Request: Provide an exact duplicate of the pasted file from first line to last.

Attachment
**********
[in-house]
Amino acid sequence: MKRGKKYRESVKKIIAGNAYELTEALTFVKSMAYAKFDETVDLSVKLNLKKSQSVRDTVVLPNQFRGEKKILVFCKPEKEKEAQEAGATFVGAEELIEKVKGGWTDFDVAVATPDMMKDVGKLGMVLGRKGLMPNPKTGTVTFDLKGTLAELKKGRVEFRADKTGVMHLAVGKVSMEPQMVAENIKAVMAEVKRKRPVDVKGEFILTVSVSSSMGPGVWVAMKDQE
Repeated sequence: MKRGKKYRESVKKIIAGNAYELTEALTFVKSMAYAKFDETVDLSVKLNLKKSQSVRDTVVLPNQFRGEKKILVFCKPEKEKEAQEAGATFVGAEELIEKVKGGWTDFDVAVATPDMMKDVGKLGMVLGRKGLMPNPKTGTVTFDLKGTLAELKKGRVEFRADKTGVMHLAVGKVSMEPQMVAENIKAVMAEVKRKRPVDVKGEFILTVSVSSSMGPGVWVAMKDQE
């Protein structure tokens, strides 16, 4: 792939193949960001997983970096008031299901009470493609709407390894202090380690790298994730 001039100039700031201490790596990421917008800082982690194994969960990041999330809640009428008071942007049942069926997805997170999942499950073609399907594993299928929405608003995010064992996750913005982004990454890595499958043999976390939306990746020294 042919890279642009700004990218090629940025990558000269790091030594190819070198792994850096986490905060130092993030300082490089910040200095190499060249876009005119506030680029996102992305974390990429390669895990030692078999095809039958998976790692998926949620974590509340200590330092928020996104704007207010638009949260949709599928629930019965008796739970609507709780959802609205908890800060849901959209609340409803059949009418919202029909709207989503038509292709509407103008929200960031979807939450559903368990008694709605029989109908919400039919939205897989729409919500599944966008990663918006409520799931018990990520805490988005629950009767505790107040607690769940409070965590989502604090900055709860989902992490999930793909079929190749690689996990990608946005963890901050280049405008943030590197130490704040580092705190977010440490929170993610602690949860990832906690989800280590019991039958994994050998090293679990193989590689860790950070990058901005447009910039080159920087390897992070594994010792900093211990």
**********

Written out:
[in-house]
Amino acid sequence: MKRGKKYRESVKKIIAGNAYELTEALTFVKSMAYAKFDETVDLSVKLNLKKSQSVRDTVVLPNQFRGEKKILVFCKPEKEKEAQEAGATFVGAEELIEKVKGGWTDFDVAVATPDMMKDVGKLGMVLGRKGLMPNPKTGTVTFDLKGTLAELKKGRVEFRADKTGVMHLAVGKVSMEPQMVAENIKAVMAEVKRKRPVDVKGEFILTVSVSSSMGPGVWVAMKDQE
Repeated sequence: MKRGKKYRESVKKIIAGNAYELTEALTFVKSMAYAKFDETVDLSVKLNLKKSQSVRDTVVLPNQFRGEKKILVFCKPEKEKEAQEAGATFVGAEELIEKVKGGWTDFDVAVATPDMMKDVGKLGMVLGRKGLMPNPKTGTVTFDLKGTLAELKKGRVEFRADKTGVMHLAVGKVSMEPQMVAENIKAVMAEVKRKRPVDVKGEFILTVSVSSSMGPGVWVAMKDQE
């Protein structure tokens, strides 16, 4: 792939193949960001997983970096008031299901009470493609709407390894202090380690790298994730 001039100039700031201490790596990421917008800082982690194994969960990041999330809640009428008071942007049942069926997805997170999942499950073609399907594993299928929405608003995010064992996750913005982004990454890595499958043999976390939306990746020294 042919890279642009700004990218090629940025990558000269790091030594190819070198792994850096986490905060130092993030300082490089910040200095190499060249876009005119506030680029996102992305974390990429390669895990030692078999095809039958998976790692998926949620974590509340200590330092928020996104704007207010638009949260949709599928629930019965008796739970609507709780959802609205908890800060849901959209609340409803059949009418919202029909709207989503038509292709509407103008929200960031979807939450559903368990008694709605029989109908919400039919939205897989729409919500599944966008990663918006409520799931018990990520805490988005629950009767505790107040607690769940409070965590989502604090900055709860989902992490999930793909079929190749690689996990990608946005963890901050280049405008943030590197130490704040580092705190977010440490929170993610602690949860990832906690989800280590019991039958994994050998090293679990193989590689860790950070990058901005447009910039080159920087390897992070594994010792900093211990």